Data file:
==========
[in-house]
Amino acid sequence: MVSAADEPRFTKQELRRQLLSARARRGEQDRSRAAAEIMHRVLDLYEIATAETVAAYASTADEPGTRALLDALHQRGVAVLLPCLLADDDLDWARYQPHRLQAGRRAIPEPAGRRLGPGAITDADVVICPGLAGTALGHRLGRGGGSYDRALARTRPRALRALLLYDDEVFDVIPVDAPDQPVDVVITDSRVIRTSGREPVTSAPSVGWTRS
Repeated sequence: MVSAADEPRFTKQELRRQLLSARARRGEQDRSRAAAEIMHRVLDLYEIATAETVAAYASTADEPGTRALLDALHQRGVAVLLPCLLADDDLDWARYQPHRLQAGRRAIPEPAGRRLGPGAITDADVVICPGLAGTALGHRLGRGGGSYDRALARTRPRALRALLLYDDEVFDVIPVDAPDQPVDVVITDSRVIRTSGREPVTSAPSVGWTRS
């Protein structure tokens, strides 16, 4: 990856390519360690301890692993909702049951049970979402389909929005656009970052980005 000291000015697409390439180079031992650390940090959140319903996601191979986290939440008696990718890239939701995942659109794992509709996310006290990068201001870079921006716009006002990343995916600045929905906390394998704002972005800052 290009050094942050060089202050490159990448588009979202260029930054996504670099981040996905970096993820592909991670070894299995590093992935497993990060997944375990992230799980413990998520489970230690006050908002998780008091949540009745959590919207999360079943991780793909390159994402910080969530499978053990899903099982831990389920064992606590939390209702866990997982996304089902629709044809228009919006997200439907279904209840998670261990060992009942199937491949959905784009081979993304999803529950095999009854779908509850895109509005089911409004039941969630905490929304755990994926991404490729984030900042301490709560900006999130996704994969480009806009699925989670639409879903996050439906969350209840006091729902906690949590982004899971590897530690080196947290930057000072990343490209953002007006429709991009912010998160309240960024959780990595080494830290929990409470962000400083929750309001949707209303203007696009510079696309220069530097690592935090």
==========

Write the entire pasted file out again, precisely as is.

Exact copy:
[in-house]
Amino acid sequence: MVSAADEPRFTKQELRRQLLSARARRGEQDRSRAAAEIMHRVLDLYEIATAETVAAYASTADEPGTRALLDALHQRGVAVLLPCLLADDDLDWARYQPHRLQAGRRAIPEPAGRRLGPGAITDADVVICPGLAGTALGHRLGRGGGSYDRALARTRPRALRALLLYDDEVFDVIPVDAPDQPVDVVITDSRVIRTSGREPVTSAPSVGWTRS
Repeated sequence: MVSAADEPRFTKQELRRQLLSARARRGEQDRSRAAAEIMHRVLDLYEIATAETVAAYASTADEPGTRALLDALHQRGVAVLLPCLLADDDLDWARYQPHRLQAGRRAIPEPAGRRLGPGAITDADVVICPGLAGTALGHRLGRGGGSYDRALARTRPRALRALLLYDDEVFDVIPVDAPDQPVDVVITDSRVIRTSGREPVTSAPSVGWTRS
């Protein structure tokens, strides 16, 4: 990856390519360690301890692993909702049951049970979402389909929005656009970052980005 000291000015697409390439180079031992650390940090959140319903996601191979986290939440008696990718890239939701995942659109794992509709996310006290990068201001870079921006716009006002990343995916600045929905906390394998704002972005800052 290009050094942050060089202050490159990448588009979202260029930054996504670099981040996905970096993820592909991670070894299995590093992935497993990060997944375990992230799980413990998520489970230690006050908002998780008091949540009745959590919207999360079943991780793909390159994402910080969530499978053990899903099982831990389920064992606590939390209702866990997982996304089902629709044809228009919006997200439907279904209840998670261990060992009942199937491949959905784009081979993304999803529950095999009854779908509850895109509005089911409004039941969630905490929304755990994926991404490729984030900042301490709560900006999130996704994969480009806009699925989670639409879903996050439906969350209840006091729902906690949590982004899971590897530690080196947290930057000072990343490209953002007006429709991009912010998160309240960024959780990595080494830290929990409470962000400083929750309001949707209303203007696009510079696309220069530097690592935090």